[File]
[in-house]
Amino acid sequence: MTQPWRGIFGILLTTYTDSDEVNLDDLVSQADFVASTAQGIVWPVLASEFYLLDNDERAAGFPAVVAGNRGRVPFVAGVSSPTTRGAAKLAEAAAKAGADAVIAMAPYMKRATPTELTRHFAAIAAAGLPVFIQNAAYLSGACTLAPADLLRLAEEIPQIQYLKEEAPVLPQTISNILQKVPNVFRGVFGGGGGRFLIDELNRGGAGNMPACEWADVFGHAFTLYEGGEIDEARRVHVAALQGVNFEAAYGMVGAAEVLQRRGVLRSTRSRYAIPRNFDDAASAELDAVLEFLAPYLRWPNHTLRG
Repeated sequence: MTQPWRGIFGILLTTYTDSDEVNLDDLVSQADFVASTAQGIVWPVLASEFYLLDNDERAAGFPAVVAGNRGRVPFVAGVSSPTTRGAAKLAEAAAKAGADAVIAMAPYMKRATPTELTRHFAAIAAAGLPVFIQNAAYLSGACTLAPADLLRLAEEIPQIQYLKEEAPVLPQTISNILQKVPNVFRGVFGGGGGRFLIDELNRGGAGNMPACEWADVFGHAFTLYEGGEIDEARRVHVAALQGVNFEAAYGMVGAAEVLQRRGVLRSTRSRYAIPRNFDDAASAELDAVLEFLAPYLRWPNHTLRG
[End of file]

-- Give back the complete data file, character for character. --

[in-house]
Amino acid sequence: MTQPWRGIFGILLTTYTDSDEVNLDDLVSQADFVASTAQGIVWPVLASEFYLLDNDERAAGFPAVVAGNRGRVPFVAGVSSPTTRGAAKLAEAAAKAGADAVIAMAPYMKRATPTELTRHFAAIAAAGLPVFIQNAAYLSGACTLAPADLLRLAEEIPQIQYLKEEAPVLPQTISNILQKVPNVFRGVFGGGGGRFLIDELNRGGAGNMPACEWADVFGHAFTLYEGGEIDEARRVHVAALQGVNFEAAYGMVGAAEVLQRRGVLRSTRSRYAIPRNFDDAASAELDAVLEFLAPYLRWPNHTLRG
Repeated sequence: MTQPWRGIFGILLTTYTDSDEVNLDDLVSQADFVASTAQGIVWPVLASEFYLLDNDERAAGFPAVVAGNRGRVPFVAGVSSPTTRGAAKLAEAAAKAGADAVIAMAPYMKRATPTELTRHFAAIAAAGLPVFIQNAAYLSGACTLAPADLLRLAEEIPQIQYLKEEAPVLPQTISNILQKVPNVFRGVFGGGGGRFLIDELNRGGAGNMPACEWADVFGHAFTLYEGGEIDEARRVHVAALQGVNFEAAYGMVGAAEVLQRRGVLRSTRSRYAIPRNFDDAASAELDAVLEFLAPYLRWPNHTLRG